Never embarrass Vladimir Putin

March 6, 2015
"I won"

“Leave no witnesses”

Because you won’t get a second chance:

Russian secret services may have executed the troops suspected of shooting down Malaysian Airlines flight MH17, say sources involved in the investigation of the crash over eastern Ukraine.

The Dutch-led probe is leaning towards a conclusion that a BUK missile fired from rebel-held territory downed the Boeing 777, killing all 298 on board.

And it is highly likely the aircraft was shot out of the sky by Russian military personnel, according to a report by the Netherlands’ state broadcaster NOS, citing anonymous sources in the police and the group of investigators working on the probe into the plane’s loss.

‘My sources believe that these people might have changed their identities or even been executed by Russian secret service in order to hide everything,’ said Dutch journalist Robert Bas.

(…)

And they’re taking “active measures” to make sure they know what the investigators know:

Sources close to the investigation also complain they are under siege from persistent attempts by Russian secret services to hack their computer system and plant spyware software on their smartphones, reported NOS.

Phones and laptops used by investigators in Ukraine had to be ‘destroyed’ subsequently because they were infected with spyware, it was claimed.

Even home communications devices of police officers on the investigation were removed because they were ‘contaminated’, it was alleged.

Well, what else would you expect from a country run by an ex-KGB colonel who thinks the fall of the USSR is the great geopolitical catastrophe of the age?

This report shows again that, to use a baseball analogy, we’re dealing with a foe who plays hardball, while our leaders aren’t even playing softball. They’re playing Tee-ball.

Only this game has no “mercy rule.”

 


Is Russia behind the European anti-fracking demonstrations?

December 2, 2014
Drill, baby, drill!

Drill, baby, drill!

Plunging oil prices are hurting Russia natural-resources-dependent economy, threatening to throw it into recession along with a collapsing ruble. That’s not a good thing to have happen, but especially not when Moscow’s aggressive behavior has brought them into conflict with the West and earned them economic sanctions.

Part of the problem (from the Kremlin’s point of view) is that the hydraulic fracturing (“fracking”) technological revolution has lead to a renaissance in US oil production — we’re now one of the largest oil producers in the world, with vast reserves. We even export more than we import. And this revolution has just begun. Other nations are very interested in using fracking to bring down drilling costs, promising a larger supply on the market and concomitantly bringing crude prices down, to almost everyone’s benefit.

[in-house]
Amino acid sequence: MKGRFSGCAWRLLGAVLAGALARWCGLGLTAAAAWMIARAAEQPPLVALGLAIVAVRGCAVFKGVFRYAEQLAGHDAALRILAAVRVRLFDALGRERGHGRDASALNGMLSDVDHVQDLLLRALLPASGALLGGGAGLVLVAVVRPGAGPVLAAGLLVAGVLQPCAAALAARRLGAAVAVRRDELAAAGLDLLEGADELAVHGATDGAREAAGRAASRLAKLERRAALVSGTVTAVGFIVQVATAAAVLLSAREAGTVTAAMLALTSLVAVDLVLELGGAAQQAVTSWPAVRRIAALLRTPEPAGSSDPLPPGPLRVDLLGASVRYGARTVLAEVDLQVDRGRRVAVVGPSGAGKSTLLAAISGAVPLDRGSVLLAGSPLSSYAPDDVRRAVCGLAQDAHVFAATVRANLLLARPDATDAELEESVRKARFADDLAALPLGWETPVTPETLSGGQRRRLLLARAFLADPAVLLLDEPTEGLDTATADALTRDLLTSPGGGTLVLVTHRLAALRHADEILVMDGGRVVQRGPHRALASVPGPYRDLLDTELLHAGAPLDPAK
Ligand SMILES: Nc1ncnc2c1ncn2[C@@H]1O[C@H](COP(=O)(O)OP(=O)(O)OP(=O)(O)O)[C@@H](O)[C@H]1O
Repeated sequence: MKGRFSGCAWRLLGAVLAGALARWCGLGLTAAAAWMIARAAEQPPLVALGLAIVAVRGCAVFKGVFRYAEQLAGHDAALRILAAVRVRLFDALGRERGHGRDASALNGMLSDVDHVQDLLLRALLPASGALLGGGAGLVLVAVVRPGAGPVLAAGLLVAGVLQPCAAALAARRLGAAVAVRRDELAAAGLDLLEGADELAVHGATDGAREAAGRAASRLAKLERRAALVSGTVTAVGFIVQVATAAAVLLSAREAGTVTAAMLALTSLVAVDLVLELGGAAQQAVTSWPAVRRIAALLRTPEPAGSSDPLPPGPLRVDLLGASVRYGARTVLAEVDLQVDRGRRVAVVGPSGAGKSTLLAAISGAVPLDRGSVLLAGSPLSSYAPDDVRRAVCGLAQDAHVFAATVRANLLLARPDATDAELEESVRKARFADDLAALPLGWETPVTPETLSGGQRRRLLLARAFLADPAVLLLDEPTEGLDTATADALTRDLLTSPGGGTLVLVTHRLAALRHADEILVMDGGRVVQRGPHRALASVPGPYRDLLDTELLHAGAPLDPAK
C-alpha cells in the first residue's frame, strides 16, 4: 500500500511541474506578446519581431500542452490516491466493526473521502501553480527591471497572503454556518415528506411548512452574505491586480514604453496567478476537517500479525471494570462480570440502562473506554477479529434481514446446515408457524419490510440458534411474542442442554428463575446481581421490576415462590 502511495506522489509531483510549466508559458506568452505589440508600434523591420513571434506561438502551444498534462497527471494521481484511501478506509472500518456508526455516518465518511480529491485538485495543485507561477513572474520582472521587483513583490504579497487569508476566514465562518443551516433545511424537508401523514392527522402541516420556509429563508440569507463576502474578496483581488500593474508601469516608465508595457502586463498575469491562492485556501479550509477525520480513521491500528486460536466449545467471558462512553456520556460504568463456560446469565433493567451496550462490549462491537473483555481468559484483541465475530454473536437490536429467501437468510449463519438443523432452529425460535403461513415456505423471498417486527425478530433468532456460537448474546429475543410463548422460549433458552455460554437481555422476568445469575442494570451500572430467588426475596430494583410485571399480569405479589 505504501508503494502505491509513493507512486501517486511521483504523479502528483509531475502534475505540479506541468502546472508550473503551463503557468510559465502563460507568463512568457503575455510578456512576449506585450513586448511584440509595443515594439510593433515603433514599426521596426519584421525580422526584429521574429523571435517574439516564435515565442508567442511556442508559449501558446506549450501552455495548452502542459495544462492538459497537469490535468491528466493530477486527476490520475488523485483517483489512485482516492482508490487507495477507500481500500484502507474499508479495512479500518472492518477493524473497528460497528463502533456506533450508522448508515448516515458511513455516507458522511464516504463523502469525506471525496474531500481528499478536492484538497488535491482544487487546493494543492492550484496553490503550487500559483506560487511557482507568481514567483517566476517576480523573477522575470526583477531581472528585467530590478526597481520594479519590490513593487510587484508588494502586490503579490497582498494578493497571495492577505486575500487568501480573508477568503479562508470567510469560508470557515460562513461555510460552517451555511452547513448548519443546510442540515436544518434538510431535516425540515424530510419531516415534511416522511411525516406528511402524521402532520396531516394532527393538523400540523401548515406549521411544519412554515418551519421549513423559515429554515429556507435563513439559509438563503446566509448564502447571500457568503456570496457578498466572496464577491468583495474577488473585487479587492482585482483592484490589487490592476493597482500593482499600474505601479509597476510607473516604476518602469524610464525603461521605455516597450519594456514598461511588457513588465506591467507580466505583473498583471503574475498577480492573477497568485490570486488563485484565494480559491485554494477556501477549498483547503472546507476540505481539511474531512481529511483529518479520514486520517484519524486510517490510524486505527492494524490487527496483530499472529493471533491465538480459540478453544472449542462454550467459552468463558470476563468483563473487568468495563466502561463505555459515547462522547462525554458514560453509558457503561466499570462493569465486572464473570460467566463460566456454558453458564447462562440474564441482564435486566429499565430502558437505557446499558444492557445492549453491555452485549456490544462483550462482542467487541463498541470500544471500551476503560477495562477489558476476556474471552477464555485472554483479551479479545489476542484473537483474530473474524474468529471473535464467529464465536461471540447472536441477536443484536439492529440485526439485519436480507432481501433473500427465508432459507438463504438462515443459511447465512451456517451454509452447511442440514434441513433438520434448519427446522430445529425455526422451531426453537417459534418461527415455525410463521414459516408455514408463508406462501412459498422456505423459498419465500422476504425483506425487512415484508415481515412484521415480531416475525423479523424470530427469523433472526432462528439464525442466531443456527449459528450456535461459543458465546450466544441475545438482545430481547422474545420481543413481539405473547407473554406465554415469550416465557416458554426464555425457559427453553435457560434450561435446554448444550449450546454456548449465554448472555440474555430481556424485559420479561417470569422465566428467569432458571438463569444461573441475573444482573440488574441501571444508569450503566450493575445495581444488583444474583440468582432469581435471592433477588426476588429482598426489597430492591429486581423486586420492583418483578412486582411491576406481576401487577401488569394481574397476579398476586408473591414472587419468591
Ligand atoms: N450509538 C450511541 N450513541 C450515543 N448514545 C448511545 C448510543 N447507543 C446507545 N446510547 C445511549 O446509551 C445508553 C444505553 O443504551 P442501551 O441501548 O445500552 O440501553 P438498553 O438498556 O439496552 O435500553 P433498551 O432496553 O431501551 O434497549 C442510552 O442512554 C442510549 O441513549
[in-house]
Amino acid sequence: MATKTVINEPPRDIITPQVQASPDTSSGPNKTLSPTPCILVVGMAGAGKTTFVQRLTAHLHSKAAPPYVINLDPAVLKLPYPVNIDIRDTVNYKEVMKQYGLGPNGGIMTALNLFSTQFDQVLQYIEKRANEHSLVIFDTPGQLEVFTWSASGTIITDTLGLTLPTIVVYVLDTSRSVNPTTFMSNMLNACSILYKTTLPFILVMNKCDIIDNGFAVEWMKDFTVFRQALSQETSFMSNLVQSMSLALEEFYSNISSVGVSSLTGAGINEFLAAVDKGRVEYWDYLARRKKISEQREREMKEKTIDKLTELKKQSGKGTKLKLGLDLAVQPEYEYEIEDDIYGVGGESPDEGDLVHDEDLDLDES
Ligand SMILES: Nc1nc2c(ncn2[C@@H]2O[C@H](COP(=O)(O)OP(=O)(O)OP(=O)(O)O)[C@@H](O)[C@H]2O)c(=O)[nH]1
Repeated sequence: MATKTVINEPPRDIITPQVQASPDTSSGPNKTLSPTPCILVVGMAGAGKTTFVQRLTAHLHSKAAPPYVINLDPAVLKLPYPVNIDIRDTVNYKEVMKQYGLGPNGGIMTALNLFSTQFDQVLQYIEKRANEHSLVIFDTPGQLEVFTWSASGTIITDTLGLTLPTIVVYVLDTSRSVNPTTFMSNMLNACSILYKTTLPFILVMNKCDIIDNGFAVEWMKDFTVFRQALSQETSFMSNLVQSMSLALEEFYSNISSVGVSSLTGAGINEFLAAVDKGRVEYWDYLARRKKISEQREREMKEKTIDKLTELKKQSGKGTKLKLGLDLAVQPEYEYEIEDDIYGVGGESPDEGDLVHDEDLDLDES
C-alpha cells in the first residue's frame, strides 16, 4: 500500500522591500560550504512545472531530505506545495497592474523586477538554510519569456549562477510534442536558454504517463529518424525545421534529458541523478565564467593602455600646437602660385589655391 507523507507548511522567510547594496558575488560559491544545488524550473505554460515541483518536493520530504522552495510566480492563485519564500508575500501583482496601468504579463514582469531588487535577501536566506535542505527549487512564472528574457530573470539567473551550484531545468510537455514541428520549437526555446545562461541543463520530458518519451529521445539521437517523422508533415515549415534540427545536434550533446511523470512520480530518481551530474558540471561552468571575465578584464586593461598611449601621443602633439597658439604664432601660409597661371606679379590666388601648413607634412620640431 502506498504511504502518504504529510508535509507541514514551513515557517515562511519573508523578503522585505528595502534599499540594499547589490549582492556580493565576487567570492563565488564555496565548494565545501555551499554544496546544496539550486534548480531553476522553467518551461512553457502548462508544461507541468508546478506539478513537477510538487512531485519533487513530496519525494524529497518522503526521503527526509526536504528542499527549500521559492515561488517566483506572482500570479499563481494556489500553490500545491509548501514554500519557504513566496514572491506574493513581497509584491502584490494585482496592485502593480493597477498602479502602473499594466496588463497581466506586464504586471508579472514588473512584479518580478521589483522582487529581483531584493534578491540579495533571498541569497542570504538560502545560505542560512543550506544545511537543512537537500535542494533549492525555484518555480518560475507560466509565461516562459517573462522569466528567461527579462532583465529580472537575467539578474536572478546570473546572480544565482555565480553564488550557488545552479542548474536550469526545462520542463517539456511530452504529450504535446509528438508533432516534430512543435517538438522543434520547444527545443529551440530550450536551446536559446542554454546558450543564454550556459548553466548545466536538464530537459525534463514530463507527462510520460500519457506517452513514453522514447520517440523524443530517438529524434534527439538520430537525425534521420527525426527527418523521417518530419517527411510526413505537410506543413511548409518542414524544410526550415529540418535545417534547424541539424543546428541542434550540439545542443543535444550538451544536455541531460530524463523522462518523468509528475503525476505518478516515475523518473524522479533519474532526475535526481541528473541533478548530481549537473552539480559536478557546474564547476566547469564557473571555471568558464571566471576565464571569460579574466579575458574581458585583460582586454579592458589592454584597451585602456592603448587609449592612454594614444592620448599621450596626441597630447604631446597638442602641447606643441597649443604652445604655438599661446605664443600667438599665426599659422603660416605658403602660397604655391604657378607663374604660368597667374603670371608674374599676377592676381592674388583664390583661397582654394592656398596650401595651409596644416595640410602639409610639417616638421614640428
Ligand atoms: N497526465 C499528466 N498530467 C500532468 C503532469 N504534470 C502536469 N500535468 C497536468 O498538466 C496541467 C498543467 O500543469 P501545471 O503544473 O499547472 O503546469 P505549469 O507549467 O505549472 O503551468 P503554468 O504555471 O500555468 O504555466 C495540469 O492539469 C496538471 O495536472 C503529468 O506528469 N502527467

Well, everyone except Vladimir Putin, that is. A deep fall in Russian revenues thanks to fracking would threaten his glorious plans, the Russian economy, and maybe the stability of his rule. Consequently, we shouldn’t be surprised when people start to wonder if those anti-fracking demonstrations in Europe aren’t being ginned up in Moscow:

PUNGESTI, Romania — Vlasa Mircia, the mayor of this destitute village in eastern Romania, thought he had struck it rich when the American energy giant Chevron showed up here last year and leased a plot of land he owned for exploratory shale gas drilling.

But the encounter between big business and rural Romania quickly turned into a nightmare. The village became a magnet for activists from across the country opposed to hydraulic fracturing, or fracking. Violent clashes broke out between the police and protesters. The mayor, one of the few locals who sided openly with Chevron, was run out of town, reviled as a corrupt sellout in what activists presented as a David versus Goliath struggle between impoverished farmers and corporate America.

“I was really shocked,” recalled the mayor, who is now back at his office on Pungesti’s main, in fact only, street. “We never had protesters here and suddenly they were everywhere.”

Pointing to a mysteriously well-financed and well-organized campaign of protest, Romanian officials including the prime minister say that the struggle over fracking in Europe does feature a Goliath, but it is the Russian company Gazprom, not the American Chevron.